• disqus_rCJTTYmkV8

    Is it just me, or does Woody look a lot like Ed O'Neill in that header pic?

  • pumpkin

    It's not just you.

  • disqus_rCJTTYmkV8

    If I want to be impressed by magic, I can watch Nick Einhorn for free:


  • Wembley

    I just can't...Eisenberg.

  • googergieger

    Pretty much hit on the head with the double standard. But that's what being a hipster does for you.

  • Lindsey Gregory

    I have a thing for Eisenberg (since Zombieland), and this movie definitely looks intriguing and entertaining. But BF wants to see After Earth which looks fancy, yet stupid as fuck...let's see if I can convince him to see the better movie.

  • That cast, aside from Dave Franco, is hard to resist.

  • senecafalls

    I hate this new trend of critics being forgiving to dumb ass movies or movies with built-in fan bases just because, well....people will like it anyway why don't we try not to wade too far in? See also - Star Trek into Stupidity.

  • the_wakeful

    Sometimes people like movies you don't. See - Stark Trek into Pretty Decentness.

  • senecafalls

    Wow, you don't say! I never thought of that before!!!

    But seriously, isn't film criticism supposed to be separate from just liking or not liking a movie? re: Star Trek - if you look at that movie logically there are so many loopholes and contrivances and cliches

  • Mrs. Julien

    It's almost as though different people like different things.

  • That's crazy talk!

  • lowercase_ryan

    I'm not ashamed to say that magic fascinates me, and I don't give two shits how the tricks are done. Magic is a craft, a skill, an art. Watching a good magician is really about the show and showman(person?)ship.

    When face to face with good slight of hand I'm like a 13 year old that just discovered Cinemax. Rapt attention, creepy smile, unblinking.

    RE: Magic in movies. Has anyone else seen Shade? With Gabriel Byrne and Sly Stallone? The writer/director was a magician along with some others on the production team.

    Still blows me away http://www.youtube.com/watch?v...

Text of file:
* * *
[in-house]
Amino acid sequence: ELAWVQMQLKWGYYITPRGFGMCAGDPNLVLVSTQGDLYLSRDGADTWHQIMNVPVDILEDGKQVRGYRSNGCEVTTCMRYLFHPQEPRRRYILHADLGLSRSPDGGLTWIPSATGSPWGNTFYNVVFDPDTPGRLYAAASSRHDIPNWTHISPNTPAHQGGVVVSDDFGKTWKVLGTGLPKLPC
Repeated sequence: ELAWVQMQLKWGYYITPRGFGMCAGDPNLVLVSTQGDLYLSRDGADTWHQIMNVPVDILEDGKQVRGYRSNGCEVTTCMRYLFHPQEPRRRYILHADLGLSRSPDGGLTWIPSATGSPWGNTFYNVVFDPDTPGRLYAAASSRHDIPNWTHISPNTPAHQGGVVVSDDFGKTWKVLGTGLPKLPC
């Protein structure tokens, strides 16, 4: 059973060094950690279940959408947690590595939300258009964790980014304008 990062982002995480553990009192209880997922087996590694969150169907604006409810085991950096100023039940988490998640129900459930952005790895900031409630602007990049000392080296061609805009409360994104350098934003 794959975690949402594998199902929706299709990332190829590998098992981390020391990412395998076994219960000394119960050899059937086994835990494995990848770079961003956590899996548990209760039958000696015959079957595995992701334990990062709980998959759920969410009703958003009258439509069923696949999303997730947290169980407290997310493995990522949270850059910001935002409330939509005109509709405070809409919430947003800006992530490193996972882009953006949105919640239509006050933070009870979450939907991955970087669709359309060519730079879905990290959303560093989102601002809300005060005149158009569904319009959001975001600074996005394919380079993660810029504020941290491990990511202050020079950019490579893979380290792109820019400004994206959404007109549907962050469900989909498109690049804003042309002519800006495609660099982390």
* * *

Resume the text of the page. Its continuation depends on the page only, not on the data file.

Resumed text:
• Sara_Tonin00

    You should watch some of David Kwong's stuff - he was a consultant on the movie. His brand of magic is almost crazily complex calculations that look like magic - though there is some sleight of hand involved.



  • lowercase_ryan

    that's pretty cool

  • Kim Voeks

    One sentence review of "Now You See me" - And now you wish you hadn't. The movie wishes it was as clever as it's premise. It's dishonest. If it is supposed to be about magic, then some of the magic ought not to be post production CGI. The holes in it are big enough to drive a Brinks truck through and the big twist really doesn't matter. ( I knew the twist going in and it made no difference in the outcome of the film.) It's a dumb movie pretending that it's smart by putting on a pair of glasses. Fast and Furious Infinity knows it's dumb and delights in going Boom and not much else.

  • marya

    I absolutely agree. I didn't actually see the ending coming, because I'm fairly uncritical while I'm in the middle of watching a movie. But when it did come, it was unsatisfying and not earned. A crime caper film should delight you and satisfy you as you watch the clever trick unfold - think Oceans 11, The Sting, or The Usual Suspects. I really wanted this movie to be one of those, and for the first 20-30 minutes, it seemed like it was going to be.

    So, yes, I guess I am holding it to a higher standard, for trying to be excellent and failing. Maybe it's not fair, but I don't know. There's nothing to say about Fast and the Furious, because there's just nothing there. What would you critique? The abs of the leading men? The choice of paint color on the fast cars? No one critiques the quality of the food at McDonalds, because we all know on some level it's not really food, just salt, ketchup and beef byproducts. Fast and Furious isn't a movie, it's an hour and a half of McDonalds for your eyeballs.

  • F'mal DeHyde

    I have an age-inappropriate crush on young Mr Eisenberg and since this looks like a fun movie anyway, I'm looking forward to streaming it soon.

  • DoctorDouchebag

    It takes a special kind of troll to try to ruin movies by claiming their unrealistic, well no shit Sherlock can't get anything past you. That's the whole point, to suspend your disbelief for an hour and a half in order to enjoy yourself, same thing goes with magic, obviously the women wasn't sawed in half, but you go along with it and in the process you are swept up with a sense of wonderment. Magic and cinema are the same in that regard, if you are so jaded that you have to jump up and scream that the bunny was hidden in a secret compartment in the hat than why did you even bother to come to the show in the first place?